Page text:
All the time, we’re the only ones talking.
Which at the time, we thought was fine.
I now know better.
Because when we finally shut up and asked the client for her thoughts, she shared news that had happened the day before that completely changed their needs for the idea we were sharing.
We’d basically wasted half a day because we hadn’t let her speak at the very beginning of the day.
We were breaking rule #1 and trying to be the hero.
And because of that, we broke rule #2 and weren’t prepared in advance.
So, today, in every meeting I facilitate as well as most of the workshops and conferences where I’m on stage speaking, I typically find a way to get the audience talking within the first five minutes.
How? Here are my three favorite strategies you can steal:
- Showing Appreciation: “It takes a lot to show up here today and invest in our work together. Will you turn to the two people next to you, shake their hand and say thank you to them for being here today?”
- Clarifying Expectations: “What’s the one thing you expect this team to walk away with today?
- Celebrating Talent. “As we get started today, let’s get a sense of what talents and abilities we have in the room. So, think of the one word that describes you at your best. When you’re ready, just pop up, say your name and your word.”
When you’re implementing any of these, avoid the time-worn strucure of going around the room in order. I don’t know about you, but I find that just creates anxiety and a “like she said” habit.
Tell your team to just stand up and share when they’re ready to share. Give them the control. Then wait.
Like popcorn, it’ll start slow and then people will be popping on top of each other.
Rule #4: If you’re not sure what to do next, say so
Even the most prepared facilitator can’t plan out everything that might happen in a room of smart, able humans.
So there may be a point where you’re stumped.
Just say so.
And ask for help:
- “We have an hour left together. Given where we are right now, what seems to be the best use of the rest of our time?”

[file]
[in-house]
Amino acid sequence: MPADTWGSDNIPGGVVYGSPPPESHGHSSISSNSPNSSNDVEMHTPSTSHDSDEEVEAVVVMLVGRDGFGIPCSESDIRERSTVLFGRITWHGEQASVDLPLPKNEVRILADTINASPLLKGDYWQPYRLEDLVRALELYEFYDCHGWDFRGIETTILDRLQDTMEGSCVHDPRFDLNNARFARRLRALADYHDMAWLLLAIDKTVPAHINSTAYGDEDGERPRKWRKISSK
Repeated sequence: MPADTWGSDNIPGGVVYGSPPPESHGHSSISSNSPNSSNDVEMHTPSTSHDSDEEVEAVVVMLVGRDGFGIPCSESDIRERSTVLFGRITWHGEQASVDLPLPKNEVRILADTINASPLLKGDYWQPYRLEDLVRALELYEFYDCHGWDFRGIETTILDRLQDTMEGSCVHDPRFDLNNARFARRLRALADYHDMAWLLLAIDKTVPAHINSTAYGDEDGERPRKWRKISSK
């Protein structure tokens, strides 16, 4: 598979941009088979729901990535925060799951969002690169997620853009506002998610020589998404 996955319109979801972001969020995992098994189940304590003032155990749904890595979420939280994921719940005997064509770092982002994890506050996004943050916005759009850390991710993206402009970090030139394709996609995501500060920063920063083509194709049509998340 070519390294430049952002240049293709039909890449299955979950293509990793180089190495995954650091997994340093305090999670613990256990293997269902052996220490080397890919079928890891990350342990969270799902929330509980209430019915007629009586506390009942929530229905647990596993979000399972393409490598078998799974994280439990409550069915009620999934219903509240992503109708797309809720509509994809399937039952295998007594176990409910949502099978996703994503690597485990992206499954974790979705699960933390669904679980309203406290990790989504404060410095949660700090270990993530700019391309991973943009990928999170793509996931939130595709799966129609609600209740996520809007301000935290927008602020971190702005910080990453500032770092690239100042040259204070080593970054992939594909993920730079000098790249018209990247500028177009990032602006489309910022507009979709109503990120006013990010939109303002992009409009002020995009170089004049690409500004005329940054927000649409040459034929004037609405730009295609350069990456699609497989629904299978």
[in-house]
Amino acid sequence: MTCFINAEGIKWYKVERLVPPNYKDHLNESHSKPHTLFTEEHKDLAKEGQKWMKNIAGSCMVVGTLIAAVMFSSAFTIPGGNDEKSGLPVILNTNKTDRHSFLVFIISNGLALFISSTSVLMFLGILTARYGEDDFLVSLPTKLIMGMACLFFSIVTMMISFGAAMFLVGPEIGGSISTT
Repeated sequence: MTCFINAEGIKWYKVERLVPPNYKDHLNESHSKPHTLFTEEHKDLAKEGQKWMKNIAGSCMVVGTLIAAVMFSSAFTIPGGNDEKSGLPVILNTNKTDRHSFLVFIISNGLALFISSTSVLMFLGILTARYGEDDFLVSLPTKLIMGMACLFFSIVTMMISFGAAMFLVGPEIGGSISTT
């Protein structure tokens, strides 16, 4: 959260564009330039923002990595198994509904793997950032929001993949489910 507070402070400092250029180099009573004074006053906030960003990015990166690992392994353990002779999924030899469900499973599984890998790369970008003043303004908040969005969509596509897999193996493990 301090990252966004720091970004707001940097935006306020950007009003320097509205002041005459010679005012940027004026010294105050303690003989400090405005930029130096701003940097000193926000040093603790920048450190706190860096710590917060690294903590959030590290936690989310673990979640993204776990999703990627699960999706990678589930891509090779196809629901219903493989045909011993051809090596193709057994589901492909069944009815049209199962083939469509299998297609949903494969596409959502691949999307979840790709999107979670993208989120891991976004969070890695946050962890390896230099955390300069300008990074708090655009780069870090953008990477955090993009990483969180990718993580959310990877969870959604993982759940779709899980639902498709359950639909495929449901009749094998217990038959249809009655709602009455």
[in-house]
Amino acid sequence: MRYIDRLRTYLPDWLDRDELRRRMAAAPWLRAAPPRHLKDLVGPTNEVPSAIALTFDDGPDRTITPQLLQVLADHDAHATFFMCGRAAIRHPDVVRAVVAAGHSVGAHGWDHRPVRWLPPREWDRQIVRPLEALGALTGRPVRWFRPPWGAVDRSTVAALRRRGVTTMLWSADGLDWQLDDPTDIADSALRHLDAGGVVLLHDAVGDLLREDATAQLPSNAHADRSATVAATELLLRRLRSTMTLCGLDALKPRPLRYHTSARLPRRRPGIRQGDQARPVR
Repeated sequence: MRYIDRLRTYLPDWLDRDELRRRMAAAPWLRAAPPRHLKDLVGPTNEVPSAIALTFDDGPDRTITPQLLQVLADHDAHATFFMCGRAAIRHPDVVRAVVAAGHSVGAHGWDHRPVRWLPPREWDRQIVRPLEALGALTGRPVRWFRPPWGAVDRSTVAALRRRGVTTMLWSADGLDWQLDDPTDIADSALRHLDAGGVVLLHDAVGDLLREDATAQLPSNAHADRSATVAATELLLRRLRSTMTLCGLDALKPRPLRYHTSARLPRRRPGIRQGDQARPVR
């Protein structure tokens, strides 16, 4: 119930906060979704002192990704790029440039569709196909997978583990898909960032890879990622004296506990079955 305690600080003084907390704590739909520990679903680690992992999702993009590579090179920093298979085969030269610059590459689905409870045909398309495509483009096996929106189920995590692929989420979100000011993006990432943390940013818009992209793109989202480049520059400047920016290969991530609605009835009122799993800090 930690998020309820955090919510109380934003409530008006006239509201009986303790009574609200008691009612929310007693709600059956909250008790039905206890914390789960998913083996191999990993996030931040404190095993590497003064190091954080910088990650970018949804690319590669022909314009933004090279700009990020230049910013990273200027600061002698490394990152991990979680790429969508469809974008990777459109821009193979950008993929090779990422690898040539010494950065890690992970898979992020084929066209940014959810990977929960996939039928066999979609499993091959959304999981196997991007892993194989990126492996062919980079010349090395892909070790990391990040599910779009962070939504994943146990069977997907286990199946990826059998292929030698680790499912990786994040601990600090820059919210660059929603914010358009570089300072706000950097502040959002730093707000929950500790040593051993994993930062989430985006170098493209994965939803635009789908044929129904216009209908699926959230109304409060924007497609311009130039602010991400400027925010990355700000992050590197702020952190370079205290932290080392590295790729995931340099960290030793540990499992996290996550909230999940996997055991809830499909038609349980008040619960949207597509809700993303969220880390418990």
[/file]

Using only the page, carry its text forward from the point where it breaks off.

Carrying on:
- “Wow–we’ve raised some interesting issues and we have a few different choices about where to go next. Here’s what I’d like to propose. Could I have two volunteers to join me up here to do a quick regroup on our agenda, and everyone else, let’s take a 10-minute break.”
Back to Rule #1–you don’t have to be the hero. Sometimes the best solutions break through after you break down.
Rule #5: Find some spots for fun.
I hate “icebreakers.”
Or games–yes, I really hate group games in the workplace, especially the kind that people use when they have to facilitate a meeting with busy, smart adults.
I mean, c’mon, who really enjoys building a paper tower? Or figuring out what we’ll need when we’re stranded on a desert island? Waste of my time.
Smart people see through the fake fun of those exercises and merely tolerate them.
Let’s create some real fun instead–fun that doesn’t waste people’s precious time.
So what is that?
In my experience, even the most introverted people find fun when you create a safe opportunity to get to know someone else better.
Create some opportunities in your facilitation agenda for people to talk one-on-one about specific issues related to the problems you’re trying to solve. Keep it tightly timed, like speed dating.
Because if we’re investing time in bringing human beings together to solve a problem, then why not let them enjoy being human at the same time?
That’s how to facilitate a meeting that works for you, and for your team.